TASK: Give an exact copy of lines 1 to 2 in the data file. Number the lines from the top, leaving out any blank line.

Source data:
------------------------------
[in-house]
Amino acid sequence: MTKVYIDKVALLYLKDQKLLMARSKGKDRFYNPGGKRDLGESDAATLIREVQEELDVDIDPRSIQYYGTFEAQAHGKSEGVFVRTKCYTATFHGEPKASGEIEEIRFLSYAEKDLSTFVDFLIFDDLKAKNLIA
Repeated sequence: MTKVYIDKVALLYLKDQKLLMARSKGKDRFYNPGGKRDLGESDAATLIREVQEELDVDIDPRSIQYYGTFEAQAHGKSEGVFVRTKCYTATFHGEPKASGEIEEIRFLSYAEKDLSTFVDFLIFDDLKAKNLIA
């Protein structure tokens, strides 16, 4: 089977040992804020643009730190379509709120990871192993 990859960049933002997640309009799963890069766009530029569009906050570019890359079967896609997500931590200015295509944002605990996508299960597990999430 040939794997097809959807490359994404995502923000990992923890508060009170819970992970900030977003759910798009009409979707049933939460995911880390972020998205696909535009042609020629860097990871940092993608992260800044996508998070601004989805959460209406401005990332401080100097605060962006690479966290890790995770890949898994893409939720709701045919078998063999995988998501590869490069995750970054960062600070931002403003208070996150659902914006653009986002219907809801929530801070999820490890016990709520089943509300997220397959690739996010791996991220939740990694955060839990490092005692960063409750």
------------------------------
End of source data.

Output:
[in-house]
Amino acid sequence: MTKVYIDKVALLYLKDQKLLMARSKGKDRFYNPGGKRDLGESDAATLIREVQEELDVDIDPRSIQYYGTFEAQAHGKSEGVFVRTKCYTATFHGEPKASGEIEEIRFLSYAEKDLSTFVDFLIFDDLKAKNLIA